The most important thing is to make sure your team has agreed on a consistent format to use before you start writing CSS. This format can be one of the architectures mentioned above, a mix of different architectures, or something you create yourself.

The engineering team working on the project must understand this format so that any new CSS written follows the style you have chosen to follow. Preferably, the architecture should be explained in written documentation. New engineers joining the team should be able to quickly and easily learn about your chosen architecture.

Apply a consistent style

Once you’ve defined some rules for how your styles should be written, you’ll want to apply them. Whether done manually or through an automated process, you’ll want to ensure that your code base’s CSS is written consistently over time.

Manually apply your code style

You can do this manually by checking for new additions to the code base when reviewing pull requests in your git workflow. If you can see that a new CSS rule is added that uses the

!important

flag or create new code instead of using an existing utility function which will give you the same result, you should probably mark this code as changed.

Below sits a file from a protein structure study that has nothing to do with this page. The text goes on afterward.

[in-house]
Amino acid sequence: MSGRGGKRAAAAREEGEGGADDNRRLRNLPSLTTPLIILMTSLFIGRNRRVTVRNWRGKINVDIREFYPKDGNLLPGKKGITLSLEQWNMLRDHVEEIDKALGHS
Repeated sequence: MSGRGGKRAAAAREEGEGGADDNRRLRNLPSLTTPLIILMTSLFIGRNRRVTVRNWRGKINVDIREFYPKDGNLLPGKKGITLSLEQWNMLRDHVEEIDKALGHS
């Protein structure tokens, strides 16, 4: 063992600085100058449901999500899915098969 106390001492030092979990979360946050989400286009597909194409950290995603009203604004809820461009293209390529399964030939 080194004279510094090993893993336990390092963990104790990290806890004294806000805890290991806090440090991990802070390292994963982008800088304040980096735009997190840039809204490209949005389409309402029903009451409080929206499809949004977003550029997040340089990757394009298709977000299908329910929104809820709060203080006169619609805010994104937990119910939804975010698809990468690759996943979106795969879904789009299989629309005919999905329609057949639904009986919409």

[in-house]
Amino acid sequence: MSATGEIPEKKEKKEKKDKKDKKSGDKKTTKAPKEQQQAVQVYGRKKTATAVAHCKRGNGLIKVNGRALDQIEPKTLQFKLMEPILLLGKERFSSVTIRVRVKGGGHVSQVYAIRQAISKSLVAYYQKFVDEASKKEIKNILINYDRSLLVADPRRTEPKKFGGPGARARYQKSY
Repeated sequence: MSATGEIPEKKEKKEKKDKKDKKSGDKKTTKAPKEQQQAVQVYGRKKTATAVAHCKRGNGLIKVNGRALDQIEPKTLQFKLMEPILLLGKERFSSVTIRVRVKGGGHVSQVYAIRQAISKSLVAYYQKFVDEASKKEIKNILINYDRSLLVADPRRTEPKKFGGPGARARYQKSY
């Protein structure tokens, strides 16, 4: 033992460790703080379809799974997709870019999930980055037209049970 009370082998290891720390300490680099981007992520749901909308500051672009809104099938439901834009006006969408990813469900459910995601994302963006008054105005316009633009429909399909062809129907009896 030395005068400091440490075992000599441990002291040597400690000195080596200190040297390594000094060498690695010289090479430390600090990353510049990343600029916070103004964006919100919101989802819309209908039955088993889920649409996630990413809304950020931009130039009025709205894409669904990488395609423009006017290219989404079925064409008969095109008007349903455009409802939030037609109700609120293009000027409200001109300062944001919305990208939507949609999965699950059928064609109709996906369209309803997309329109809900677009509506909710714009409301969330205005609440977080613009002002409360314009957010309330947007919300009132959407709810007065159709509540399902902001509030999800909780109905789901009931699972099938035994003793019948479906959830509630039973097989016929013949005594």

It’s optimistic to assume that every member of your team will have a full understanding of the CSS architecture you’ve chosen. Humans make mistakes, and it’s impossible to ensure that every pull request will be reviewed without the whiff of code escaping.

We need something more reliable.

Automate the application of your style of code

Just as we can use linters to review our JavaScript code, we can now do the same for CSS. PostCSS is a tool that helps engineers write CSS and use plugins to enhance or enhance it. PostCSS offers a host of plugins that include tools to help us do all sorts of things to our CSS like auto-prefixing, linting, minification, and many more.

Automating your processes like this will help reduce the number of issues that creep into your manual code reviews and give the team more time to focus on the code they’re working with.

I would recommend learning more about PostCSS by visiting the PostCSS repository.

Summary

Whichever way you choose to architect your project, you need to make sure you don’t forget your CSS. You should try to maintain a consistent style in your CSS code that makes it easier for new engineers to get started and allows them to make changes with confidence. Make sure these rules are documented and enforced, preferably in an automated way.

The upfront time spent creating a solid set of rules that govern how you write CSS will far outweigh any problems you might face in the long run if you don’t invest that time now. You want new code to produce new functionality. Don’t let small bugs take up the majority of your engineer’s time and energy.

What new CSS tools and architectures are you currently discovering? I would love to hear your thoughts in the comments section.

Previously posted on https://ianholden.co.uk/blog/css-architecture-bem-oocss-smacss-acss-and-why-we-need-it/

Profile picture of Ian Holden HackerNoon
through Ian Holden @ianholden.I’m a software engineer who enjoys learning and writing about frontend and backend development.